The place was virtually empty so we had it pretty much to ourselves which suited us. The restaurant is a fairly standard server canteen type set up where it’s a case of grab a tray and fill it with cut price food and drink. First thing to mention is the price – this stuff is cheap, just as you’d expect from Ikea I suppose. Cost effective utilitarian food with some style – perfectly reflecting their furniture offering.

I opted for the meatballs ( I do like a nice meatball and these weren’t bad) which came with mash, gravy and cranberry sauce. The large portion was around £5 and it would easily fed two people. The actual meal cam,e on two plates there was that much. Note to self, forgo the greed and get a small next time, if there is a next time. J had a very serviceable blue cheese walnut salad affair and as we were both not drinking, we sadly quaffed still water.

It’s only fair to point out at this juncture that you can buy what looked like decent French white/rose/red wine. Who knew you could get wine in Ikea? If I’d have known that on previous visits I would have made a beeline for the restaurant before braving the store – anything to take the edge off a tortuously busy Ikea store and its environs.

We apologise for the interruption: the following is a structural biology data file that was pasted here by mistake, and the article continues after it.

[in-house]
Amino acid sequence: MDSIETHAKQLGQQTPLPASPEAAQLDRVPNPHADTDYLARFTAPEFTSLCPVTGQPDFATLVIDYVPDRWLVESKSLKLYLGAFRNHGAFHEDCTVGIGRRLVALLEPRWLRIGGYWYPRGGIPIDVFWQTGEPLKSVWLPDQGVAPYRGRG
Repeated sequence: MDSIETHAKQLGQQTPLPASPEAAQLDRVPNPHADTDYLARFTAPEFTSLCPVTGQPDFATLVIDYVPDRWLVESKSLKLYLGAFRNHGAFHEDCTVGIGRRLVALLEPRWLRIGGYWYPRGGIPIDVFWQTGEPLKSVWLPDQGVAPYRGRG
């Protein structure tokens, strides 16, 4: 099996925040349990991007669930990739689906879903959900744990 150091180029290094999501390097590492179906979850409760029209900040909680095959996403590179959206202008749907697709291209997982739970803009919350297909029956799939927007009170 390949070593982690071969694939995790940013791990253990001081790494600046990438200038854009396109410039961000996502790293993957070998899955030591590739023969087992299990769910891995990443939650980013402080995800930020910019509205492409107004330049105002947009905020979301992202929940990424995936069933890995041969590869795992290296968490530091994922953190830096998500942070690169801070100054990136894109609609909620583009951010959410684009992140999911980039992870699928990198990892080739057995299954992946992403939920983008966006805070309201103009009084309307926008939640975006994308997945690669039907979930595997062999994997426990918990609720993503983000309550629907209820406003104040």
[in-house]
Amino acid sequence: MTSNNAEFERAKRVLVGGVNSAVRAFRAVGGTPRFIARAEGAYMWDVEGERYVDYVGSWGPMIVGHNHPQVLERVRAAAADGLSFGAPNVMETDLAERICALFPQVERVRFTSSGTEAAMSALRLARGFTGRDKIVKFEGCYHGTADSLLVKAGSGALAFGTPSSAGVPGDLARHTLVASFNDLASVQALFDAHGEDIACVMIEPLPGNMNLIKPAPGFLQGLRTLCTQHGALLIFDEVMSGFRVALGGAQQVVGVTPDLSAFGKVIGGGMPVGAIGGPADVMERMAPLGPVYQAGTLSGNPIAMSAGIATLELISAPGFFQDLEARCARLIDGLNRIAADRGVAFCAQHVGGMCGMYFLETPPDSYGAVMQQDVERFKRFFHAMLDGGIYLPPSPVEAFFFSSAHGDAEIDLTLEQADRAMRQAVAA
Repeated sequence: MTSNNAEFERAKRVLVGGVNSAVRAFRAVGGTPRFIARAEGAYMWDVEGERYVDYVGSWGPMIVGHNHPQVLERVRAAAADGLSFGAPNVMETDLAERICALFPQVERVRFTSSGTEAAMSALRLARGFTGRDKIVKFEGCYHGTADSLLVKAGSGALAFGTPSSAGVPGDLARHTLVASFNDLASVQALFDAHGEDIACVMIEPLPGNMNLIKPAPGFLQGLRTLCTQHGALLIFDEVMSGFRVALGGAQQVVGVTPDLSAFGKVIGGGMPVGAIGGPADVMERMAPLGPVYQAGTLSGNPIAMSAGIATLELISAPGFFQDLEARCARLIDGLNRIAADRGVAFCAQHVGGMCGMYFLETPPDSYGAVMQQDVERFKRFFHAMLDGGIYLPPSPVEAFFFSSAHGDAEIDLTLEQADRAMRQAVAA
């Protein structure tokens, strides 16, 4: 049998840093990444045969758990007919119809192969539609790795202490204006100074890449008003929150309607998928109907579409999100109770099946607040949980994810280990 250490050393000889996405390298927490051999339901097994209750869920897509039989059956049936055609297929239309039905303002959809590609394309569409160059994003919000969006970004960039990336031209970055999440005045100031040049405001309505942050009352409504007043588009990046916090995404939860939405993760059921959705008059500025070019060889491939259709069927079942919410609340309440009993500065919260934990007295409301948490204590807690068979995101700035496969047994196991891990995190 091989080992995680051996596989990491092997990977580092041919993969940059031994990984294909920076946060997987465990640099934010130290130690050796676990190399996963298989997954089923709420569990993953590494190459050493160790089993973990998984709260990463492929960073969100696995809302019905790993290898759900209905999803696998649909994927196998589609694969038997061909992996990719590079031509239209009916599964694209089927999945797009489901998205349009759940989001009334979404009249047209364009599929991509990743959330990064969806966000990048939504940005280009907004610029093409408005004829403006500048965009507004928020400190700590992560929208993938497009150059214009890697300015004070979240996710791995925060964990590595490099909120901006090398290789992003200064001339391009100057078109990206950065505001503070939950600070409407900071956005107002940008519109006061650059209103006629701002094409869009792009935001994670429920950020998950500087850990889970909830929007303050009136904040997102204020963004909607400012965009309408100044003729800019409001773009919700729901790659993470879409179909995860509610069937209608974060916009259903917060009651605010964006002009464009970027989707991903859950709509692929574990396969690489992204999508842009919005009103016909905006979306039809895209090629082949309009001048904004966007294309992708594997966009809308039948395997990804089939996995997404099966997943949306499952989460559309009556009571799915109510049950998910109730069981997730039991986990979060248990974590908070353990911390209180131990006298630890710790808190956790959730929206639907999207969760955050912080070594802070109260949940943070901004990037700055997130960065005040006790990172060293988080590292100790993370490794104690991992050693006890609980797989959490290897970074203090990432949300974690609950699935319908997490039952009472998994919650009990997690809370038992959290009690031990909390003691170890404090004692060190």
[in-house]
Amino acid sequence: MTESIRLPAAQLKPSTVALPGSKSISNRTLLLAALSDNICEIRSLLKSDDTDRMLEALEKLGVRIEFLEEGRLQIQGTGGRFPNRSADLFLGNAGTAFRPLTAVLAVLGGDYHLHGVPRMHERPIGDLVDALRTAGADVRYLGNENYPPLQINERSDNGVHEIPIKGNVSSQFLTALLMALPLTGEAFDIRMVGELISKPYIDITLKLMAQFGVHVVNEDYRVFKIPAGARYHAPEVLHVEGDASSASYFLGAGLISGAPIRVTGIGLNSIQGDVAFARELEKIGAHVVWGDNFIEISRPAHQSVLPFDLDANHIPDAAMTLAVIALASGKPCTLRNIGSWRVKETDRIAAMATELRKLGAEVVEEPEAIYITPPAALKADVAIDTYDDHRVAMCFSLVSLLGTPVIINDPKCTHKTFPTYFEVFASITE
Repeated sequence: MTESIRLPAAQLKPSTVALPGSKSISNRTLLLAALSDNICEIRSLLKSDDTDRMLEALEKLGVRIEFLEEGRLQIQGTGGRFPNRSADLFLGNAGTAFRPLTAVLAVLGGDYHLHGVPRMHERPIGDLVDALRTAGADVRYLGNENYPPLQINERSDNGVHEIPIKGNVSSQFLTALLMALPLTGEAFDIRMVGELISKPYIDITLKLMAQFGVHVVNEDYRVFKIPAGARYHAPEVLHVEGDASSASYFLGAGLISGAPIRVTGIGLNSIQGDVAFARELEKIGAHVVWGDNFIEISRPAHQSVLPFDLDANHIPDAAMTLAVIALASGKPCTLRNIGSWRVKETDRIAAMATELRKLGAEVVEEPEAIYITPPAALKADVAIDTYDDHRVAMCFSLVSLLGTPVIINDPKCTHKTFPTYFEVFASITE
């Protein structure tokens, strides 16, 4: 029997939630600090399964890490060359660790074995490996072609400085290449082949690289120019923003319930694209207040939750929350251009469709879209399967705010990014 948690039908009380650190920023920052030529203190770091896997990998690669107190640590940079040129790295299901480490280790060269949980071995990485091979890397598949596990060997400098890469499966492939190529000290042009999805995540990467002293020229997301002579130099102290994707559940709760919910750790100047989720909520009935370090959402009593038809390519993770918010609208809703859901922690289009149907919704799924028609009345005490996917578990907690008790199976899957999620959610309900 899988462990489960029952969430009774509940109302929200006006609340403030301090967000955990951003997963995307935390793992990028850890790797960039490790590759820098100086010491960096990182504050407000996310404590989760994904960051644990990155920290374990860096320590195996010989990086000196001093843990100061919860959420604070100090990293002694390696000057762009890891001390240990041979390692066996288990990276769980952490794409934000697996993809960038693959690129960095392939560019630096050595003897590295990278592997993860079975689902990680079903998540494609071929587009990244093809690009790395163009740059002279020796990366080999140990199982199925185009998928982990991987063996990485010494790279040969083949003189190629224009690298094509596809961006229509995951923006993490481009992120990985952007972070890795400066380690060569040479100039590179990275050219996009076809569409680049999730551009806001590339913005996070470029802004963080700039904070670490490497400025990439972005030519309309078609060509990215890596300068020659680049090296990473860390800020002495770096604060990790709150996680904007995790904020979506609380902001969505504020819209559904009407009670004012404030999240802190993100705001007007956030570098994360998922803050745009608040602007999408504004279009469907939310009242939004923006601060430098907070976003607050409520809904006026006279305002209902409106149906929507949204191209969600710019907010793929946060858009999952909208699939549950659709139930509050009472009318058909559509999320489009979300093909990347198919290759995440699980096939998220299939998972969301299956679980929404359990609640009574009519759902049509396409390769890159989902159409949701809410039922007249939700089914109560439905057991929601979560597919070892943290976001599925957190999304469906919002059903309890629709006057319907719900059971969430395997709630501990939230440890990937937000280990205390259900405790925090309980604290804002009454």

There is plenty of choice on offer with curries, standard British food as well as Swedish style grub. I have to say it all looked perfectly edible which is more than can be said for a lot of the food of this ilk in motorway services which is often three times the price.

Ok, it’s not Kendell’s but it’s perfectly tasty, cheap, non poisonous food. No doubt there are millions of people who already know this but it was a revelation to me. I might even be tempted back, midweek, when its quiet, when I’m drinking and when I’m skint.